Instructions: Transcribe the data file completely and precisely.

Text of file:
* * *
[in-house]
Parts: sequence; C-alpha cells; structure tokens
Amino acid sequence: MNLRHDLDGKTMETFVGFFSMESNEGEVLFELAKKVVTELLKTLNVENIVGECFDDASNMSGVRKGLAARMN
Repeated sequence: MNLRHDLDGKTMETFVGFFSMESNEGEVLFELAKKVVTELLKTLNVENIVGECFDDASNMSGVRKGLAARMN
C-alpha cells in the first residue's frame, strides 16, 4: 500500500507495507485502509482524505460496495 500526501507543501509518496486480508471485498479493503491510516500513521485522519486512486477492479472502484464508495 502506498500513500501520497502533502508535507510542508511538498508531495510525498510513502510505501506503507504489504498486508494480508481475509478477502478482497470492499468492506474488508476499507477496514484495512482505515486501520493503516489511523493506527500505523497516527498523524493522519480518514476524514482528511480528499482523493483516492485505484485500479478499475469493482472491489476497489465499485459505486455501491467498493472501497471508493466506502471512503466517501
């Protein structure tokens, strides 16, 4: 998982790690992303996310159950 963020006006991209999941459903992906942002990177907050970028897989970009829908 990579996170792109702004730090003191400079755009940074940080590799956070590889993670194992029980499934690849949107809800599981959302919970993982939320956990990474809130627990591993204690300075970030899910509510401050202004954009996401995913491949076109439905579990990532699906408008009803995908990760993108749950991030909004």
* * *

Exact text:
[in-house]
Parts: sequence; C-alpha cells; structure tokens
Amino acid sequence: MNLRHDLDGKTMETFVGFFSMESNEGEVLFELAKKVVTELLKTLNVENIVGECFDDASNMSGVRKGLAARMN
Repeated sequence: MNLRHDLDGKTMETFVGFFSMESNEGEVLFELAKKVVTELLKTLNVENIVGECFDDASNMSGVRKGLAARMN
C-alpha cells in the first residue's frame, strides 16, 4: 500500500507495507485502509482524505460496495 500526501507543501509518496486480508471485498479493503491510516500513521485522519486512486477492479472502484464508495 502506498500513500501520497502533502508535507510542508511538498508531495510525498510513502510505501506503507504489504498486508494480508481475509478477502478482497470492499468492506474488508476499507477496514484495512482505515486501520493503516489511523493506527500505523497516527498523524493522519480518514476524514482528511480528499482523493483516492485505484485500479478499475469493482472491489476497489465499485459505486455501491467498493472501497471508493466506502471512503466517501
């Protein structure tokens, strides 16, 4: 998982790690992303996310159950 963020006006991209999941459903992906942002990177907050970028897989970009829908 990579996170792109702004730090003191400079755009940074940080590799956070590889993670194992029980499934690849949107809800599981959302919970993982939320956990990474809130627990591993204690300075970030899910509510401050202004954009996401995913491949076109439905579990990532699906408008009803995908990760993108749950991030909004």